Date of Award

Fall 2021

Degree Type

Open Access Dissertation

Degree Name

Mathematics, PhD

Program

Institute of Mathematical Sciences

Advisor/Supervisor/Committee Chair

Allon Percus

Dissertation or Thesis Committee Member

Marina Chugunova

Dissertation or Thesis Committee Member

Weiqing Gu

Terms of Use & License Information

Terms of Use for work posted in Scholarship@Claremont.

Rights Information

© Copyright Kevin J Cotton, 2021 All rights reserved.

Abstract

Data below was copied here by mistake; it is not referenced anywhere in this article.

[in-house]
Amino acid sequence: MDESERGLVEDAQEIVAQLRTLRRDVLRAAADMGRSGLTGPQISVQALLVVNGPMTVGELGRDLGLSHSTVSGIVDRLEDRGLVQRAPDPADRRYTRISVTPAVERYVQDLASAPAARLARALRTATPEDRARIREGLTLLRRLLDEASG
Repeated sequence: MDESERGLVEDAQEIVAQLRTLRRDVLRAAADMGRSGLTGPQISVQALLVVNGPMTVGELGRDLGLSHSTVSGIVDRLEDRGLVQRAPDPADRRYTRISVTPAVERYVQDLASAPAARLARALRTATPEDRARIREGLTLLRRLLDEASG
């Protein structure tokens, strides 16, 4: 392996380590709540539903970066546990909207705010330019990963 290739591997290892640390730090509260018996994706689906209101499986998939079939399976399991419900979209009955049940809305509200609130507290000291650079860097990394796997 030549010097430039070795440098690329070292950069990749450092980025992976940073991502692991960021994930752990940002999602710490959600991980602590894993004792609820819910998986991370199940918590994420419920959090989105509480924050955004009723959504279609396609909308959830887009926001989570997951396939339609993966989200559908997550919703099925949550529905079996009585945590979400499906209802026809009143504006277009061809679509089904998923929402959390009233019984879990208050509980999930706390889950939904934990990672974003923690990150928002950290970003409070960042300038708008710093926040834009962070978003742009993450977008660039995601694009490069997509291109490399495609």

Machine learning model performance on both validation data and new data can be better measured and understood by leveraging uncertainty metrics at the time of prediction. These metrics can improve the model training process by indicating which training data need to be corrected and what part of the domain needs further annotation. The methods described have yet to reach mainstream adoption, and show great potential. Here, we survey the field of uncertainty metrics and provide a robust framework for its application to aerial segmentation. Uncertainty is divided into two types: aleatoric and epistemic. Aleatoric uncertainty arises from variations in training data and can be the result of poor training data or an inherently stochastic observation. Epistemic uncertainty arises from predicting on inputs that are out of class of the training data. Both measures inform the machine learning engineer on what areas of data need better or more training, and also help downstream processes quantify the usefulness of a prediction. We survey the current tools for measuring uncertainty, including the autoencoder for measuring epistemic uncertainty and the Bayesian neural network. The latter replaces each trained weight with a random variable with which we approximate the true, unknown distribution of each weight with a two parameter (mean and variance) normal distribution. Bayes by Backprop trains these parameters by minimizing the Kullback–Leibler divergence between the approximating normal distribution and the unknown distribution. Our contribution is a novel application of the Bayesian neural network with Gaussian weights applied to the U-Net model for aerial segmentation. Using the DroneDeploy dataset, we build and train our Bayesian U-Net model and gather epistemic and aleatoric uncertainty metrics. Experimentally, we find that these metrics are correlated to model performance on unseen data and thus provide immediate value to a modeling and prediction workflow. We show the usefulness of these metrics for both per-pixel uncertainty estimation and per-image uncertainty estimation.

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